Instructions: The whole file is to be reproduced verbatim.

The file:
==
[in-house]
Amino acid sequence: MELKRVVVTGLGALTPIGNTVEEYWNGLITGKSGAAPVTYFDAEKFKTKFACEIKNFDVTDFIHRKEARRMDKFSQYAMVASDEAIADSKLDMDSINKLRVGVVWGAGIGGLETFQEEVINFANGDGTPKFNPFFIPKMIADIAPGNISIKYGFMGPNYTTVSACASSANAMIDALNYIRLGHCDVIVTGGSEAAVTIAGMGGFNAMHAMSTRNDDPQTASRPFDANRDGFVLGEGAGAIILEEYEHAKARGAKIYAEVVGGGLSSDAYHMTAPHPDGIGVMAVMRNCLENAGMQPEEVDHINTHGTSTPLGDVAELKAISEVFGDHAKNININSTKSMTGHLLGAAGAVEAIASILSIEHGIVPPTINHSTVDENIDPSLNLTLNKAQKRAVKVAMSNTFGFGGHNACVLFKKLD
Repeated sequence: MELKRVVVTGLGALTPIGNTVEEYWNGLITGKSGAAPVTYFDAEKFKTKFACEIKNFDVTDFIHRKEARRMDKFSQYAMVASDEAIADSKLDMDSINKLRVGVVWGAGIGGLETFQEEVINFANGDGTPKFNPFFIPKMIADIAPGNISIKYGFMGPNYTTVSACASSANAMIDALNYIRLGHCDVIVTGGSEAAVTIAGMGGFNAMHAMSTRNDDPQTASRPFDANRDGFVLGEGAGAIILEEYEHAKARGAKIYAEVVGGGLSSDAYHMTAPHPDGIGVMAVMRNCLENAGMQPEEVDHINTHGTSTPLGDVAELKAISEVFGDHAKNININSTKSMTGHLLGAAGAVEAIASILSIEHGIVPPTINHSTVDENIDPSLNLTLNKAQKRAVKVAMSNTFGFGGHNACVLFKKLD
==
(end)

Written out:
[in-house]
Amino acid sequence: MELKRVVVTGLGALTPIGNTVEEYWNGLITGKSGAAPVTYFDAEKFKTKFACEIKNFDVTDFIHRKEARRMDKFSQYAMVASDEAIADSKLDMDSINKLRVGVVWGAGIGGLETFQEEVINFANGDGTPKFNPFFIPKMIADIAPGNISIKYGFMGPNYTTVSACASSANAMIDALNYIRLGHCDVIVTGGSEAAVTIAGMGGFNAMHAMSTRNDDPQTASRPFDANRDGFVLGEGAGAIILEEYEHAKARGAKIYAEVVGGGLSSDAYHMTAPHPDGIGVMAVMRNCLENAGMQPEEVDHINTHGTSTPLGDVAELKAISEVFGDHAKNININSTKSMTGHLLGAAGAVEAIASILSIEHGIVPPTINHSTVDENIDPSLNLTLNKAQKRAVKVAMSNTFGFGGHNACVLFKKLD
Repeated sequence: MELKRVVVTGLGALTPIGNTVEEYWNGLITGKSGAAPVTYFDAEKFKTKFACEIKNFDVTDFIHRKEARRMDKFSQYAMVASDEAIADSKLDMDSINKLRVGVVWGAGIGGLETFQEEVINFANGDGTPKFNPFFIPKMIADIAPGNISIKYGFMGPNYTTVSACASSANAMIDALNYIRLGHCDVIVTGGSEAAVTIAGMGGFNAMHAMSTRNDDPQTASRPFDANRDGFVLGEGAGAIILEEYEHAKARGAKIYAEVVGGGLSSDAYHMTAPHPDGIGVMAVMRNCLENAGMQPEEVDHINTHGTSTPLGDVAELKAISEVFGDHAKNININSTKSMTGHLLGAAGAVEAIASILSIEHGIVPPTINHSTVDENIDPSLNLTLNKAQKRAVKVAMSNTFGFGGHNACVLFKKLD